-D DIR  : The output is written to directory DIR. This is useful,
           if one has no right to write to the name directory.
           The directory DIR must exist.
           The string DIR may be a relative or a full path-name.
 -pop2   : 2nd population plotted (i.e. basis set occupations).
 -g      : GNUplot comand lines are written to the output file(s).
 -a      : GNUplot is called automatically. (sets -g and -w).
 -p      : Print GNUplot (sets -g). Allowed only with -I or -T.
 -sm     : Smooth the plot-data by splines. (Only for GNUplot, sets -g).
 -l      : Use logarithmic scale. (Only for GNUplot).
 -n step : Show only every step-th picture. (Only useful for -S, -M).
 -t tfinal : Show densities only up to t=tfinal.
 -skip n : Skip the first n densities.
 -r      : Re-normalize densities.
 -nw     : No weights are employed. Plot the "naked" DVR populations.
 -no     : No output file opened.
 -nofs   : No transformation to fs. Use when 'time-not-fs' was set in mctdh.
 -x xmin xmax : Set the abscissa length (default: auto).
 -y ymax : Set the upper bound of the ordinate (default: auto).
 -z ymin : Set the lower bound of the ordinate (default: 0 or 1d-10 (for -l)).
  -x, -y, -z options are ignored when -T or -Ma is set.
 -fac factor : Multiply the density values by factor.
 -G      : Plot gridlines.
 -w      : An existing output file is overwritten.
 -h      : Print this help text.
 -?      : Print this help text.
 -ver    : Version information about the program

 The arguments fx and sx select the dof and state (x=integer).
 With the argument s0 a sum over all states is performed.
 If sx is not given, s1 is assumed.
 If no argument is given, the user is prompted for the missing argument.
 EXAMPLES: showd1d84 -a f1
           showd1d84 -a -M -y 0.3  -n 2  f2 s1
           showd1d84 -w -p -I 20 f1
           showd1d84 -a -p -T f3
------------------------------------------------------------------------------

For instance, showd1d84 -a f2 would plot the density for the 2nd degree of freedom by automatically calling GNUplot. If RETURN is pressed, the density for the next output-time is shown.

The output is to a file den1d_fx_sx or den1d_fx if no state is specified. Hence, the data may be analyzed or plotted by alternative plotting software.

The state is by default taken as 1. Thus if sx is not specified as an argument the 1st state is selected. Note that there is normally only one (effective) electronic state as the densities of the different states are summed before they are written to the file gridpop. If you want to avoid this and investigate the different electronic states separately, you have to provide the keyword "gridpop=el" in the mctdh input file.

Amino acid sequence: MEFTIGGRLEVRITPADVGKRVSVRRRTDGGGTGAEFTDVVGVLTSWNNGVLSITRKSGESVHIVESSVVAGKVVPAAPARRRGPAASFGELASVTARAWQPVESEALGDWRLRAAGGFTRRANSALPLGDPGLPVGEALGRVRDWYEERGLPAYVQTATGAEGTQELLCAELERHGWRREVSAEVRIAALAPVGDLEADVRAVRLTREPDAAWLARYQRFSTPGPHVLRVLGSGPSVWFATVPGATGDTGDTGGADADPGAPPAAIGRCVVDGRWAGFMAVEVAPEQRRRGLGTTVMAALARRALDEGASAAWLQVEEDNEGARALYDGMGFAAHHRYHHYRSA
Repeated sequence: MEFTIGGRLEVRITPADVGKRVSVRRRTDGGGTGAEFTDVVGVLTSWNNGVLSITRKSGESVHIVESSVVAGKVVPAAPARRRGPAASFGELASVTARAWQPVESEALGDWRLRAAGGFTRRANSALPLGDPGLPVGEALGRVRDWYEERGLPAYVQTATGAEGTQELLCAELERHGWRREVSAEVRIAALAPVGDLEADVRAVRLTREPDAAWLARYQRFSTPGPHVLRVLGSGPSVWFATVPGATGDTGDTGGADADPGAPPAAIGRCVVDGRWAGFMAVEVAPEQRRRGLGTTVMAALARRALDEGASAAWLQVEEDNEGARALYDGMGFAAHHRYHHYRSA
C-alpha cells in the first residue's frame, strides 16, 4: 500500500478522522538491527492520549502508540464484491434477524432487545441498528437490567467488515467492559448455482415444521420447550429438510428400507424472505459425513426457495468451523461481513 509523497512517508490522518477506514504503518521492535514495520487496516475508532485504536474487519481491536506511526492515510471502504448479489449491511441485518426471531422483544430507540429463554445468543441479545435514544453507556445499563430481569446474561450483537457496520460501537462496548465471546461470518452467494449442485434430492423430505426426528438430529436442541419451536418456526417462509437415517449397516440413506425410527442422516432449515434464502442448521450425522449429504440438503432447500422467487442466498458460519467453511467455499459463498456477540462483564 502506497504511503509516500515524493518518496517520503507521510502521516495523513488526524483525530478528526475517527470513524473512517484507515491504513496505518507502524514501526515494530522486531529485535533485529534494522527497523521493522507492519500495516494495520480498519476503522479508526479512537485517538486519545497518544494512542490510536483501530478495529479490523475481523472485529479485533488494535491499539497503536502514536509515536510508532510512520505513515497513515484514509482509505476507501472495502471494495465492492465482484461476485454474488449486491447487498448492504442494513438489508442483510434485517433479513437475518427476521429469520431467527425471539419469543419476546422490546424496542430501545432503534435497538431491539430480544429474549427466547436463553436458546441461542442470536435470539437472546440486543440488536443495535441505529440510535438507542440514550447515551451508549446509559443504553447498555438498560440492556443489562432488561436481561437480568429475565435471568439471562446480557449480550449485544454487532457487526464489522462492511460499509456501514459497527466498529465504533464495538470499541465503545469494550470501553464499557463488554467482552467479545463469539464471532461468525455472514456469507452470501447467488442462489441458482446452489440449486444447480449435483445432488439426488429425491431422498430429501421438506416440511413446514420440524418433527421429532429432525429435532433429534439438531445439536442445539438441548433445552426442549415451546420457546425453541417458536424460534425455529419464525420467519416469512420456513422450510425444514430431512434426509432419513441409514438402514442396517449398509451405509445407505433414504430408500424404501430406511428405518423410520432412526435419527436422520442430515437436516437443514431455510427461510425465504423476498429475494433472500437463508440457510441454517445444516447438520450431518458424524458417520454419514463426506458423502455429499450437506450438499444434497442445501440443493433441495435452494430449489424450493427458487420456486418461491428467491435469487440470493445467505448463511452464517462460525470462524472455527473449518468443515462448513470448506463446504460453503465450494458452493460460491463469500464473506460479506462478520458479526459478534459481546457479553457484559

For a multi-state single-set run showd1d can be used to plot the state populations. Use showd1d84 -a -E fx, where x is to be replaced by the DOF-number of the electronic degree of freedom.

The options -T, -S, -I, and -M selects the format for the output.
A Gnuplot index file writes a set of data for each time:
coordinate, Abs(spf), Re(spf), Im(spf)
with 2 blank lines between. Gnuplot can then select a set using the "index" option of the "plot" command. If -I id is specified only the plot number id will be plotted. (This is particularly useful when the plot should be printed. See the -p option). If -S is specified (or, since this is the default, if no format option is given) one can scroll through the pictures by pressing RETURN. If -M is specified one sees a "movie", one picture each second.
A Gnuplot grid file (option -T) writes a set of data for each time:
coordinate, time, Abs(spf), Re(spf), Im(spf)
with 1 blank lines between. Gnuplot can then plot a 3D plot of the spf evolution with time.
The mathematica option (-Ma) writes information to the screen to be read by a mathematica script (plspf.m). This enables dynamic pictures.

If one want to use showd1d to investigate the grid populations, one should use the option -nw (no weights) because the use of weights may lead to a wrong conclusion. The option -l (logarithmic plot) is also useful when checking grid populations.


showrstver [-f -i -o -a -g -abs -abs2 -re -im -reim -sm -p -y -nw -w -ver -h -?] fx sx

 Purpose: Plot the single-particle functions of a restart file.
 Usage  : showrst84 [-f -i -o -a -g -abs -abs2 -re -im -reim
                     -sm -p -x -y -nw -w -G -ver -h -?]  [fx sx] .

Options :
 -f FILE : The wavefunction is read from file FILE rather than from ./restart
           The string FILE may be a relative or a full path-name.
 -i DIR  : Use DIR as name directory.
 -o FILE : The plot data is written to file FILE_f* rather than to ./rst.pl_f*
           The string FILE may be a relative or a full path-name.
           If FILE=no, i.e. "-o no", no output-file will be opened.
 -g      : GNUplot comand lines are written to the output file(s).
 -a      : GNUplot is called automatically. (sets -g and -w).
 -sm     : Smooth the plot-data by splines. (only for GNUplot, sets -g).
 -p  id  : Print GNUplot (sets -g).
           The integer id is the number of the spf to be printed.
 -abs    : Plot absolute values. (default).
 -abs2   : Plot absolute values squared.
 -re     : Plot real part (only for GNUplot, sets -g).
 -im     : Plot imaginary part (only for GNUplot, sets -g).
 -reim   : Plot both imaginary and real parts (only for GNUplot, sets -g).
 -nw     : No weights are employed. Plot the "naked" DVR values.
 -x xmin xmax : Set the abszisse length.
 -y ymax : Set the ordinate length (default: auto).
 -G      : Plot gridlines.
 -w      : An existing output file is overwritten.